The Custom Elements specification of the Web Components suite allows creating new reusable types of DOM elements for your web applications.
Custom elements can be:
Autonomous – You define a completely new HTML element, and then use it as a regular web element in your web application. For instance, you can add a custom web element to your web page by using the element’s tag name.
Customized built-in – You extend an existing HTML element with new features. To add such an element to a web page, you add a baseline element and then mark it as extended by using the
You can learn more about custom elements at w3c.github.io/webcomponents/spec/custom/ and developer.mozilla.org/en-US/docs/Web/Web_Components/Using_custom_elements.
TestComplete can recognize both autonomous custom elements and customized built-in elements in your web applications. In your tests, you can work with them the same way you work with regular web elements: access their properties and attributes, record and simulate mouse clicks, keyboards inputs and other user actions on them, and so on. You can also create checkpoints to verify their state.
TestComplete identifies custom elements by the name under which they are registered in the web application. For autonomous custom elements, it is their tag name. For customized built-in elements, it is the value of their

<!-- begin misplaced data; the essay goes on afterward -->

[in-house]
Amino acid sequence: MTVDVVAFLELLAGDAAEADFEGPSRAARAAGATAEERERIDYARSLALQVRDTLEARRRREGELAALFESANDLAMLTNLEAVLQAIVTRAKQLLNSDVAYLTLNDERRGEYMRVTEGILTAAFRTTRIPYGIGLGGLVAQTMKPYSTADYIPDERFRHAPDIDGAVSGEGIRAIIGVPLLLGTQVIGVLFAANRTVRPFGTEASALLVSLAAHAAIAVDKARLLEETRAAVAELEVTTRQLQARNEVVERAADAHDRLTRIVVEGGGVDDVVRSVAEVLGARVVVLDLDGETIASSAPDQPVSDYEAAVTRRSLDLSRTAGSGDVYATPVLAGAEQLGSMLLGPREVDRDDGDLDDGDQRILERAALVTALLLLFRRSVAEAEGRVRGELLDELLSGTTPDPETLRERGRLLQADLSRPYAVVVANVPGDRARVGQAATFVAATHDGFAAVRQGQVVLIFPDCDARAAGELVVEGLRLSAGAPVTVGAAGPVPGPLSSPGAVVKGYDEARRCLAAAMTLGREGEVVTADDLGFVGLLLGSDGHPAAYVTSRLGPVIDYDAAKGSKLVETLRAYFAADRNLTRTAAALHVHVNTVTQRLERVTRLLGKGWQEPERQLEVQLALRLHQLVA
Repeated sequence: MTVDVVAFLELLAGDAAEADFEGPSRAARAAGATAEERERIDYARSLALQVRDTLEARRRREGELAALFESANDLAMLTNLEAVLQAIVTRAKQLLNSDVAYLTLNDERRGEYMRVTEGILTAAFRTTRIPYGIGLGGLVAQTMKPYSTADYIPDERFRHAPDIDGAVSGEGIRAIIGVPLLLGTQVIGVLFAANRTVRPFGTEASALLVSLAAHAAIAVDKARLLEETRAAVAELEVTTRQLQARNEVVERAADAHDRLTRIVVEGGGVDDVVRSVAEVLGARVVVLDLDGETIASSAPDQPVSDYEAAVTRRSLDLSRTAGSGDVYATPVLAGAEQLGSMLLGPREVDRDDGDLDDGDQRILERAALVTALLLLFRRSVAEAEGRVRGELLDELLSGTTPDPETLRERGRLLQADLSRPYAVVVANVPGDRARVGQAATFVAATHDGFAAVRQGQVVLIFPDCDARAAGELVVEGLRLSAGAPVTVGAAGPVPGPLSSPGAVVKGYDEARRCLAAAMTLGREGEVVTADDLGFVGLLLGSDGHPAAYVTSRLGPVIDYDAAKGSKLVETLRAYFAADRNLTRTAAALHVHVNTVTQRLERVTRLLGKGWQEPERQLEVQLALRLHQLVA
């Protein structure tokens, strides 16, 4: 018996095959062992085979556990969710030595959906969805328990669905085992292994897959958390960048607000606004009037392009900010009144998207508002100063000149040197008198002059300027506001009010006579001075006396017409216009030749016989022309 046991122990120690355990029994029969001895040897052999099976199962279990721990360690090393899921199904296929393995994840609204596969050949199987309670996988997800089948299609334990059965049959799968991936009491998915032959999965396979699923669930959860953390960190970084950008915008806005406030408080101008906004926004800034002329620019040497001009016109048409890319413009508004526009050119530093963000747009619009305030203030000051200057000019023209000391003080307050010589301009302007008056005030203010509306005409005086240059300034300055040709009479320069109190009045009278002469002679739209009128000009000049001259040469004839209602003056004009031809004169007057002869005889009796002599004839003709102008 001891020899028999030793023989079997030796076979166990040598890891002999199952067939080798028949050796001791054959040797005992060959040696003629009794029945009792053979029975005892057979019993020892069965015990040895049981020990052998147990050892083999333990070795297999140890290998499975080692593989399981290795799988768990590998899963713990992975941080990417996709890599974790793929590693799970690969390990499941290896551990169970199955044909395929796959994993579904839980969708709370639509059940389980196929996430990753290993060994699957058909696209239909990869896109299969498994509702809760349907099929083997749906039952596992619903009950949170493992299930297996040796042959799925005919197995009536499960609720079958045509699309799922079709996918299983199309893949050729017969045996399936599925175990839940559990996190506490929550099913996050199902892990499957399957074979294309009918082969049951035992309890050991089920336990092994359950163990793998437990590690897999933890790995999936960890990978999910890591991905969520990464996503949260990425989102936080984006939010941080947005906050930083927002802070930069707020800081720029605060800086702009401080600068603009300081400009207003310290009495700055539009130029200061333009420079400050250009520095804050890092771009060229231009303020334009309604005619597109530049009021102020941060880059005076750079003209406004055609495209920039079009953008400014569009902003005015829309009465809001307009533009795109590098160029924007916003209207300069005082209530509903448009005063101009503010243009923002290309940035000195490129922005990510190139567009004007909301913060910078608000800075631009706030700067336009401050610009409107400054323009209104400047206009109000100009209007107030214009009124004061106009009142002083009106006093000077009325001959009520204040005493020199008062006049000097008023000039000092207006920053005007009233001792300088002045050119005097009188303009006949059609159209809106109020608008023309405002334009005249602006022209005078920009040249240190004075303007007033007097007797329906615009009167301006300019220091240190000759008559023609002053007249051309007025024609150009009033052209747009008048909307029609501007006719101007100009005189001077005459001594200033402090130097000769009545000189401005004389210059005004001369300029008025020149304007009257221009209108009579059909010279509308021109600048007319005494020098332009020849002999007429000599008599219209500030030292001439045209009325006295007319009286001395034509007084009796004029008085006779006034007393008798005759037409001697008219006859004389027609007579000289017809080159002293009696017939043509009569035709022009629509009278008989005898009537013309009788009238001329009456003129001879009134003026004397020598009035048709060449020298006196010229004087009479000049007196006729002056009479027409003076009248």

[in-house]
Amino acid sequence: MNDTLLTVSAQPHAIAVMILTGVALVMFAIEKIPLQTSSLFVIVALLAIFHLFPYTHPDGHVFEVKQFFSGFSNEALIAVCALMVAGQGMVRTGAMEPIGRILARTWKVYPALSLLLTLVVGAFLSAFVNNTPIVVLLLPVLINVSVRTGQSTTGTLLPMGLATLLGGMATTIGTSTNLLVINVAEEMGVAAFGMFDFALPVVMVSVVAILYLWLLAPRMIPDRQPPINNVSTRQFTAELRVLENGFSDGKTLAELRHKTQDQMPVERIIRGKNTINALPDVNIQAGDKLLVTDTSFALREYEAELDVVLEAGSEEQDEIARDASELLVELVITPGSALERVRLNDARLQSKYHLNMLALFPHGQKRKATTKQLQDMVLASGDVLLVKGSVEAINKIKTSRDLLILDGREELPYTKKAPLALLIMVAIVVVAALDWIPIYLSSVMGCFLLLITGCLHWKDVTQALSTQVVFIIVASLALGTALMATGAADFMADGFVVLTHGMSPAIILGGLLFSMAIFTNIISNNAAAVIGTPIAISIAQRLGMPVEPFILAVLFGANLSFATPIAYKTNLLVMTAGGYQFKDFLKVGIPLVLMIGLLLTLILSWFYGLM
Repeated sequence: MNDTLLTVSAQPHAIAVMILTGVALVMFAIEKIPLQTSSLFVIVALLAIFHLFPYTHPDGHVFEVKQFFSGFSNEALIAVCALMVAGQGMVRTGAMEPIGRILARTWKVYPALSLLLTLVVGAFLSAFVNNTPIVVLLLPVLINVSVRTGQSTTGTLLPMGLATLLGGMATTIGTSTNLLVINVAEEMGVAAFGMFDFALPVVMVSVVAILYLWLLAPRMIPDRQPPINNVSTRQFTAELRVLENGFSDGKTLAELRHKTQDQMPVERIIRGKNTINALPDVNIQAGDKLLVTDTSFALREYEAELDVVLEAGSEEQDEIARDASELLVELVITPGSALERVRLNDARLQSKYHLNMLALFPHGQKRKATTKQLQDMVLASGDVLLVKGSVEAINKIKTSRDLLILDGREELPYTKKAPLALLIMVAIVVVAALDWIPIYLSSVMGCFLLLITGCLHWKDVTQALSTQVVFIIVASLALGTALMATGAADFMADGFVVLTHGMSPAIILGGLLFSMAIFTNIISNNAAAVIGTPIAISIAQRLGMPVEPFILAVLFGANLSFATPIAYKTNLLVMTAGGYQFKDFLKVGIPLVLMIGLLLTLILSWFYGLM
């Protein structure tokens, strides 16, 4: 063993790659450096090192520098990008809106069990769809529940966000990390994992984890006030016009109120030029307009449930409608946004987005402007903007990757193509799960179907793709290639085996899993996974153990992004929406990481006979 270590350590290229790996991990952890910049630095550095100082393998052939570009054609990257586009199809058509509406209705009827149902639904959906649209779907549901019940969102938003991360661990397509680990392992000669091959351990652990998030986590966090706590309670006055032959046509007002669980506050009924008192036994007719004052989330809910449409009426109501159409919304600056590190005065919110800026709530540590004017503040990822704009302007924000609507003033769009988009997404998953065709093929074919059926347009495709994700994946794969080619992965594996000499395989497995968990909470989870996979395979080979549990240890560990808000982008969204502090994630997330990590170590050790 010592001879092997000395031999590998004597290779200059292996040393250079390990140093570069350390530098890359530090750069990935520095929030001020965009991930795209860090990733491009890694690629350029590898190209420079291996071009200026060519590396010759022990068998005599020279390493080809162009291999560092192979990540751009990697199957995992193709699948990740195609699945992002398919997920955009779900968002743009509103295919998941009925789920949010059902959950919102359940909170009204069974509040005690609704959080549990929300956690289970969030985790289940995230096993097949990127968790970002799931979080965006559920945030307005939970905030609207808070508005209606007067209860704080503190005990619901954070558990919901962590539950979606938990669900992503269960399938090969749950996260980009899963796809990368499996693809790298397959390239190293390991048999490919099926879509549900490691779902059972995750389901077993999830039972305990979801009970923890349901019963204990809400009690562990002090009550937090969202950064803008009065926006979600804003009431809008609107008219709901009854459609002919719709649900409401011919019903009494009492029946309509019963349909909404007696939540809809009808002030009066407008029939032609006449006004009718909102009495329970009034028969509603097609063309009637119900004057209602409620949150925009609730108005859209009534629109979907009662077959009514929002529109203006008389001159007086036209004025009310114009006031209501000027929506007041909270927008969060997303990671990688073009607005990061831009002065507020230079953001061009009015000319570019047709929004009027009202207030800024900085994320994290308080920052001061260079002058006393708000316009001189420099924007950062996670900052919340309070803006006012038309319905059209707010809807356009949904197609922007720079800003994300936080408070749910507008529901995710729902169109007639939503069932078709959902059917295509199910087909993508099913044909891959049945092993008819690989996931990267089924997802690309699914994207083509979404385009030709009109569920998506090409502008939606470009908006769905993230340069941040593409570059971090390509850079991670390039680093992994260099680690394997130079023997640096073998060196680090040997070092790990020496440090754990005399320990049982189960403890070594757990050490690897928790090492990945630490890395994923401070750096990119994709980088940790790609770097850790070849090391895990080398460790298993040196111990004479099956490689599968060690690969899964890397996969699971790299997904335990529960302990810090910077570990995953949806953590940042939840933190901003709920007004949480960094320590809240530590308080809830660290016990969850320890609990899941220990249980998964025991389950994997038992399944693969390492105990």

is attribute. The name is modified according the following rules:
All dashes are removed.
Name parts that were separated by dashes are capitalized.
Autonomous custom element
Customized built-in element
For custom elements, TestComplete provides the same properties and methods it provides for all web elements. You can view them in the Object Browser and Object Spy and use in your tests to simulate user actions on the elements and check their state.
If a custom element extends a regular web element for which TestComplete provides extended support, TestComplete will provide the same properties and methods it provides for the baseline element. For example, if a custom element extends a
TABLE web element, you can use the
RowCount properties that TestComplete provides for the
If a custom element is implemented by using a shadow tree, TestComplete provides access to the tree contents, as well. See Support for Shadow DOM.
Prepare your web browser, and your TestComplete test project for testing, as described in the following topics:
Create a test for your application by recording your actions over your web application, or create a test from scratch. For more information on this, see Creating and Recording Tests for Web Applications That Use Web Components.
Playback the created tests.